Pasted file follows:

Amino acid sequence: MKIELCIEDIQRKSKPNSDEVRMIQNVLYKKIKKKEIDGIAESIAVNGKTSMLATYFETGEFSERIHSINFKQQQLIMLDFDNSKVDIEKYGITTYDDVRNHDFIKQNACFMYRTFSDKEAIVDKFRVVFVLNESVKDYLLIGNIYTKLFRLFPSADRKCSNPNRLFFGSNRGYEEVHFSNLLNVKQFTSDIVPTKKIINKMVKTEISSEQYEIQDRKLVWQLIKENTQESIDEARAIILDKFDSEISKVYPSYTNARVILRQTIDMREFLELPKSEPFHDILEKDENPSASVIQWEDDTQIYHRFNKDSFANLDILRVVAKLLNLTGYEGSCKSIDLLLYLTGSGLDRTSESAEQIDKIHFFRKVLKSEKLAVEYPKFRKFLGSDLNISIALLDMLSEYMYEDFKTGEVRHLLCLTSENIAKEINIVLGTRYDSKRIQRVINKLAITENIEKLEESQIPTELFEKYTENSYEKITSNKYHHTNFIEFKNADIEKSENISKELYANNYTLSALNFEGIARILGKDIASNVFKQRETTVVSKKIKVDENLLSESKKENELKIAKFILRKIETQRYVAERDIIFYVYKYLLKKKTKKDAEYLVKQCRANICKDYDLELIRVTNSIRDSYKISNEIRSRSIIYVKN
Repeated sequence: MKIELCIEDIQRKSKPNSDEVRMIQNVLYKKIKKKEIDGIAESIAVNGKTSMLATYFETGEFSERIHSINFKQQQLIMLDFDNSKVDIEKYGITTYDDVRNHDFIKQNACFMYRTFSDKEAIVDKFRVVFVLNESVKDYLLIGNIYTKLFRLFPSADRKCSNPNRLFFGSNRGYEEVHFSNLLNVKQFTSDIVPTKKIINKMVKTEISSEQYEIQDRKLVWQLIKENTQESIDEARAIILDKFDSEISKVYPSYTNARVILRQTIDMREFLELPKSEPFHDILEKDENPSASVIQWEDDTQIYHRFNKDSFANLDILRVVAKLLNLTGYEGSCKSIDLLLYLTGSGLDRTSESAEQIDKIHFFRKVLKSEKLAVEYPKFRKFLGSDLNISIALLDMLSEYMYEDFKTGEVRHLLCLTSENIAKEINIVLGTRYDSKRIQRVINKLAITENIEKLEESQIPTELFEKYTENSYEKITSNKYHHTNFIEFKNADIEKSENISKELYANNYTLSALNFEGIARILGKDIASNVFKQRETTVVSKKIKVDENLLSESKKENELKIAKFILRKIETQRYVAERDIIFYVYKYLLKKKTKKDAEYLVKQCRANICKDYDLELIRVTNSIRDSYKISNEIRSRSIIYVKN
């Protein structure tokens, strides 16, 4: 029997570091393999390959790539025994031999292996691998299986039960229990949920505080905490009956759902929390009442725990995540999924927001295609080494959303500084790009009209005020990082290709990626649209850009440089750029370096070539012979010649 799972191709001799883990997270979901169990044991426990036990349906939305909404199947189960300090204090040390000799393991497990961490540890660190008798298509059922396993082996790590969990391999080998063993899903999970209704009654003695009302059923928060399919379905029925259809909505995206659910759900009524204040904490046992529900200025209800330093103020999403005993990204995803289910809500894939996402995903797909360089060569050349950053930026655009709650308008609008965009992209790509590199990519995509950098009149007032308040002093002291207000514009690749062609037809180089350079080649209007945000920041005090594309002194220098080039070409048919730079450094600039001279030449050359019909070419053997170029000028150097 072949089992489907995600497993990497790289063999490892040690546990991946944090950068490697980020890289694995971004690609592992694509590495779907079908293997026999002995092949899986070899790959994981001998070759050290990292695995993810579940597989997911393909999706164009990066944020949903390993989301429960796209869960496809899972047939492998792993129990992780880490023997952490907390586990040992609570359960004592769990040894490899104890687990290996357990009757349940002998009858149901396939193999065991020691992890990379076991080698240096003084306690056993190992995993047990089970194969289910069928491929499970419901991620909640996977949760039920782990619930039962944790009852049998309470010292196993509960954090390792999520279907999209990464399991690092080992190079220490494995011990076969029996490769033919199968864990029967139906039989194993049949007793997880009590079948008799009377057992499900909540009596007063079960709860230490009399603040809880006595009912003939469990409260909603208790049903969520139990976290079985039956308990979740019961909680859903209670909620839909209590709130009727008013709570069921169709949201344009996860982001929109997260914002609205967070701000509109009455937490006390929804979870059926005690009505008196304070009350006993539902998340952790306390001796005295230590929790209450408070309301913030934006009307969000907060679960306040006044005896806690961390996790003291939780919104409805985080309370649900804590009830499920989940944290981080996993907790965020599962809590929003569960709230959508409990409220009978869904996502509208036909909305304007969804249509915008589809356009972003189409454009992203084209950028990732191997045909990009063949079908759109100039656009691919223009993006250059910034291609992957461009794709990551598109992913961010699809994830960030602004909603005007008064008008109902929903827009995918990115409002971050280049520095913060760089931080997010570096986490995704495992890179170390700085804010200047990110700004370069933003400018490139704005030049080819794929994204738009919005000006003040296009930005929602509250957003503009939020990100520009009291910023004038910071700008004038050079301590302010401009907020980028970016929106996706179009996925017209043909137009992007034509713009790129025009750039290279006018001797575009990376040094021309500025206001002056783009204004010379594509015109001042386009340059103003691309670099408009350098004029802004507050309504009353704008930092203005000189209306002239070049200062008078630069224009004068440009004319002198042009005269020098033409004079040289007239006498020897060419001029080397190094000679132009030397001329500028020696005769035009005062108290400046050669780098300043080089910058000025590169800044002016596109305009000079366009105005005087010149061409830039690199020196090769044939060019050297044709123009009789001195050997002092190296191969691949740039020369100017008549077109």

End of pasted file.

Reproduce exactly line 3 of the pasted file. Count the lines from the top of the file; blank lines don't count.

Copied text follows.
């Protein structure tokens, strides 16, 4: 029997570091393999390959790539025994031999292996691998299986039960229990949920505080905490009956759902929390009442725990995540999924927001295609080494959303500084790009009209005020990082290709990626649209850009440089750029370096070539012979010649 799972191709001799883990997270979901169990044991426990036990349906939305909404199947189960300090204090040390000799393991497990961490540890660190008798298509059922396993082996790590969990391999080998063993899903999970209704009654003695009302059923928060399919379905029925259809909505995206659910759900009524204040904490046992529900200025209800330093103020999403005993990204995803289910809500894939996402995903797909360089060569050349950053930026655009709650308008609008965009992209790509590199990519995509950098009149007032308040002093002291207000514009690749062609037809180089350079080649209007945000920041005090594309002194220098080039070409048919730079450094600039001279030449050359019909070419053997170029000028150097 072949089992489907995600497993990497790289063999490892040690546990991946944090950068490697980020890289694995971004690609592992694509590495779907079908293997026999002995092949899986070899790959994981001998070759050290990292695995993810579940597989997911393909999706164009990066944020949903390993989301429960796209869960496809899972047939492998792993129990992780880490023997952490907390586990040992609570359960004592769990040894490899104890687990290996357990009757349940002998009858149901396939193999065991020691992890990379076991080698240096003084306690056993190992995993047990089970194969289910069928491929499970419901991620909640996977949760039920782990619930039962944790009852049998309470010292196993509960954090390792999520279907999209990464399991690092080992190079220490494995011990076969029996490769033919199968864990029967139906039989194993049949007793997880009590079948008799009377057992499900909540009596007063079960709860230490009399603040809880006595009912003939469990409260909603208790049903969520139990976290079985039956308990979740019961909680859903209670909620839909209590709130009727008013709570069921169709949201344009996860982001929109997260914002609205967070701000509109009455937490006390929804979870059926005690009505008196304070009350006993539902998340952790306390001796005295230590929790209450408070309301913030934006009307969000907060679960306040006044005896806690961390996790003291939780919104409805985080309370649900804590009830499920989940944290981080996993907790965020599962809590929003569960709230959508409990409220009978869904996502509208036909909305304007969804249509915008589809356009972003189409454009992203084209950028990732191997045909990009063949079908759109100039656009691919223009993006250059910034291609992957461009794709990551598109992913961010699809994830960030602004909603005007008064008008109902929903827009995918990115409002971050280049520095913060760089931080997010570096986490995704495992890179170390700085804010200047990110700004370069933003400018490139704005030049080819794929994204738009919005000006003040296009930005929602509250957003503009939020990100520009009291910023004038910071700008004038050079301590302010401009907020980028970016929106996706179009996925017209043909137009992007034509713009790129025009750039290279006018001797575009990376040094021309500025206001002056783009204004010379594509015109001042386009340059103003691309670099408009350098004029802004507050309504009353704008930092203005000189209306002239070049200062008078630069224009004068440009004319002198042009005269020098033409004079040289007239006498020897060419001029080397190094000679132009030397001329500028020696005769035009005062108290400046050669780098300043080089910058000025590169800044002016596109305009000079366009105005005087010149061409830039690199020196090769044939060019050297044709123009009789001195050997002092190296191969691949740039020369100017008549077109």